The Criminal Cassation Court has ordered the revival of all federal cases where there are arrests including corruption, crimes against humanity, slavery and drug-trafficking.
While no complete list was presented with the resolution, it is known to cover cases such as the Kirchnerite tycoon Lázaro Báez, for example.
The Perfil newspaper asked one of the courts judges if that meant oral trials would be revived, despite the coronavirus pandemic.
"All cases, including those. If a cashier in a supermarket can attend [to customers], how come a judge won’t be able to work?" was the reply, according to the newspaper.
The Cassation Court has requested the digital means necessary to carry through every kind of procedure in these cases. Until now, orders within the extraordinary court holiday were to give priority to the cases in which the liberty of those detained was at stake in order to ease the strain on prisons during the coronavirus pandemic, but now the Cassation Court has requested that all technological elements be extended to all cases with prisoners and not just placed at the disposal of risk patients.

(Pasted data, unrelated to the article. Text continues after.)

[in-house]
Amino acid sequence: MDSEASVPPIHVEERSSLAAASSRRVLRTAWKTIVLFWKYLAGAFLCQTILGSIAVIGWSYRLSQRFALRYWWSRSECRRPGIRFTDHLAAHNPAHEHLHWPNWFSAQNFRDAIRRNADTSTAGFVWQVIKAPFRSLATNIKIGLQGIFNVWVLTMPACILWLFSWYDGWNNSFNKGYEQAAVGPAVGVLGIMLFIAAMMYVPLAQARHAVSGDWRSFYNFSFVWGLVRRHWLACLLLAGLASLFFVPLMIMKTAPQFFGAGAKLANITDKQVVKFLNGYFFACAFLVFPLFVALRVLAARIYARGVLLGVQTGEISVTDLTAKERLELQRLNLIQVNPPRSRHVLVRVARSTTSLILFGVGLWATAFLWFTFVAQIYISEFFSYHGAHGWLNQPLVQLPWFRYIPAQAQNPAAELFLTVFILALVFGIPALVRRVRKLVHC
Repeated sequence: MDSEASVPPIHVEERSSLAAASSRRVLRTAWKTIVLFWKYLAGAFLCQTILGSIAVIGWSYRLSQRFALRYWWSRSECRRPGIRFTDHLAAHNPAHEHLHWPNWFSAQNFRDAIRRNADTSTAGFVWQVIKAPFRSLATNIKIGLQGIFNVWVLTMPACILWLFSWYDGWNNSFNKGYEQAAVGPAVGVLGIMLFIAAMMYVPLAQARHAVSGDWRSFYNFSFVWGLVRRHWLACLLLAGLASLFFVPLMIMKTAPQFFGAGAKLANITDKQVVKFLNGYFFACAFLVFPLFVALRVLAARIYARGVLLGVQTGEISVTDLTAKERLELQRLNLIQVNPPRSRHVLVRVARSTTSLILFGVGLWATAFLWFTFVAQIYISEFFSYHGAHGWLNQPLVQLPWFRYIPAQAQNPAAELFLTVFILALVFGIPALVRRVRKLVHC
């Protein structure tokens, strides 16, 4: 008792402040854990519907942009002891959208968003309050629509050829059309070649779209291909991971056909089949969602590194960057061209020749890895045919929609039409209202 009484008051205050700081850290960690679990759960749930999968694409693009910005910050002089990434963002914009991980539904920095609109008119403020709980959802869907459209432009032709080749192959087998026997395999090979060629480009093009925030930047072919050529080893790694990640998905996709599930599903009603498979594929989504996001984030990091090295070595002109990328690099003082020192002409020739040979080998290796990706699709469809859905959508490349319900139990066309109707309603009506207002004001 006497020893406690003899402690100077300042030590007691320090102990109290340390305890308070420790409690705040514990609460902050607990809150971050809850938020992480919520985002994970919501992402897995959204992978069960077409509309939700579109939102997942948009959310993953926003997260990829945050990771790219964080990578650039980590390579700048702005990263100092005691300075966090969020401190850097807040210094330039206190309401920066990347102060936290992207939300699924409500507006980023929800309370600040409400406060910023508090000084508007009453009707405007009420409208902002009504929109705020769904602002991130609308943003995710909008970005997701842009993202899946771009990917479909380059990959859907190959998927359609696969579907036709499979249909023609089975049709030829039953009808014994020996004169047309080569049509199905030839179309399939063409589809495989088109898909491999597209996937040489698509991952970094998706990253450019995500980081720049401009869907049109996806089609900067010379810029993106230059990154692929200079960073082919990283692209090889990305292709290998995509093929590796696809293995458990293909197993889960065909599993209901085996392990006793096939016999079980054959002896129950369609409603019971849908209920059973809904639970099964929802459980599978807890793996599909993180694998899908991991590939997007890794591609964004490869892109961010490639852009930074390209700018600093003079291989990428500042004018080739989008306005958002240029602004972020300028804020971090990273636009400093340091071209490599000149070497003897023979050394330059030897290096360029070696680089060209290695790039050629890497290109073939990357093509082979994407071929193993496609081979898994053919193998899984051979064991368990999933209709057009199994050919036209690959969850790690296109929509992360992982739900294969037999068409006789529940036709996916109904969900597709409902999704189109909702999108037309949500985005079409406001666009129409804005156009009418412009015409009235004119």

The decision came hours after the Supreme Court officially extended the "extraordinary court holiday" until May 10, in line with the national government.
According to the ruling, "the jurisdictional organs are in a fit condition to begin undertaking greater activity at both the administrative and jurisdictional levels in order to avoid the paralysis of cases and to prevent delays which might irreversibly affect the rights of the parties."
It continues: "In accordance with the guidelines provided in the previous point, the tribunals under the Superintendency of this appeals court should advance in the various procedural stages, always provided that the parties can have digital access to the information in the case to make their presentations, preceded by the hearings provided by the procedural norms being held virtually (always assuming that the technological means permit this) when there is no reasonably grounded opposition."
– TIMES/PERFIL, adapted from reporting by Mariano Confalonieri.